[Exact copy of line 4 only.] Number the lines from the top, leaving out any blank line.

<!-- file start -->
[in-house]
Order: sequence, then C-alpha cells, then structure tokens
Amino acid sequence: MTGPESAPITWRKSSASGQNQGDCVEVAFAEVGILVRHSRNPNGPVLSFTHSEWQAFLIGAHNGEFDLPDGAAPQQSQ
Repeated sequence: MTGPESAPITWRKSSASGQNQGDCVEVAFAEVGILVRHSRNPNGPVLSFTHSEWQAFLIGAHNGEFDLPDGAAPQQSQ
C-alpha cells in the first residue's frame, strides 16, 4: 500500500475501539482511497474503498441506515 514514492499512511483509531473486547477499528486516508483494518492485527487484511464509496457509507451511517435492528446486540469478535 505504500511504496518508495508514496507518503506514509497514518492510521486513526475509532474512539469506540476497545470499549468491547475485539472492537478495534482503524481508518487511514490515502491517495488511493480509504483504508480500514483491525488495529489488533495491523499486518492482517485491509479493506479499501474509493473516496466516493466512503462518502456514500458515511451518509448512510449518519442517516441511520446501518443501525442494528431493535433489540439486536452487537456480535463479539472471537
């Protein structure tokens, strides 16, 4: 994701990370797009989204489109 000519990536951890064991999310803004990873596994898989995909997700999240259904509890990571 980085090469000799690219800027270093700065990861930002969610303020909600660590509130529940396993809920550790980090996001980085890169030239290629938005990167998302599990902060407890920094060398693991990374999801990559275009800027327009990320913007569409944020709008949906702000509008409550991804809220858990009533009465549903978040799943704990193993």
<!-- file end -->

Repeated sequence: MTGPESAPITWRKSSASGQNQGDCVEVAFAEVGILVRHSRNPNGPVLSFTHSEWQAFLIGAHNGEFDLPDGAAPQQSQ